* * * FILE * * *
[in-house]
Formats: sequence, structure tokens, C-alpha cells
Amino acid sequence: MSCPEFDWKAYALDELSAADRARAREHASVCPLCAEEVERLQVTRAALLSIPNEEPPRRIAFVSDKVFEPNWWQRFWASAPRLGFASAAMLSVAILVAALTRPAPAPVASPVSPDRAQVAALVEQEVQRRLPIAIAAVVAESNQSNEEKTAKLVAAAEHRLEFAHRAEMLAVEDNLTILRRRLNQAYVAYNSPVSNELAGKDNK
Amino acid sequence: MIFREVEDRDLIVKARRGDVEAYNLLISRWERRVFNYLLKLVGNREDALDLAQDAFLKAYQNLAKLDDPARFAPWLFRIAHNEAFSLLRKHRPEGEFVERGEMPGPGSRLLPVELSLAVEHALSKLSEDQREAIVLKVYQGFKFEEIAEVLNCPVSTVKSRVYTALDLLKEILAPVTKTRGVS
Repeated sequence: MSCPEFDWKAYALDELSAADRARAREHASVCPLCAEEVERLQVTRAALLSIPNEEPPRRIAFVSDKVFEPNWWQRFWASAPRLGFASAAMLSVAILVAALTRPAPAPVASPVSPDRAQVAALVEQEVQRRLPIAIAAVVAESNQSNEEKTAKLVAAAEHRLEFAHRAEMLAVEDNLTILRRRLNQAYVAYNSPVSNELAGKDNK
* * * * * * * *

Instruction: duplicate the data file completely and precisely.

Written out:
[in-house]
Formats: sequence, structure tokens, C-alpha cells
Amino acid sequence: MSCPEFDWKAYALDELSAADRARAREHASVCPLCAEEVERLQVTRAALLSIPNEEPPRRIAFVSDKVFEPNWWQRFWASAPRLGFASAAMLSVAILVAALTRPAPAPVASPVSPDRAQVAALVEQEVQRRLPIAIAAVVAESNQSNEEKTAKLVAAAEHRLEFAHRAEMLAVEDNLTILRRRLNQAYVAYNSPVSNELAGKDNK
Amino acid sequence: MIFREVEDRDLIVKARRGDVEAYNLLISRWERRVFNYLLKLVGNREDALDLAQDAFLKAYQNLAKLDDPARFAPWLFRIAHNEAFSLLRKHRPEGEFVERGEMPGPGSRLLPVELSLAVEHALSKLSEDQREAIVLKVYQGFKFEEIAEVLNCPVSTVKSRVYTALDLLKEILAPVTKTRGVS
Repeated sequence: MSCPEFDWKAYALDELSAADRARAREHASVCPLCAEEVERLQVTRAALLSIPNEEPPRRIAFVSDKVFEPNWWQRFWASAPRLGFASAAMLSVAILVAALTRPAPAPVASPVSPDRAQVAALVEQEVQRRLPIAIAAVVAESNQSNEEKTAKLVAAAEHRLEFAHRAEMLAVEDNLTILRRRLNQAYVAYNSPVSNELAGKDNK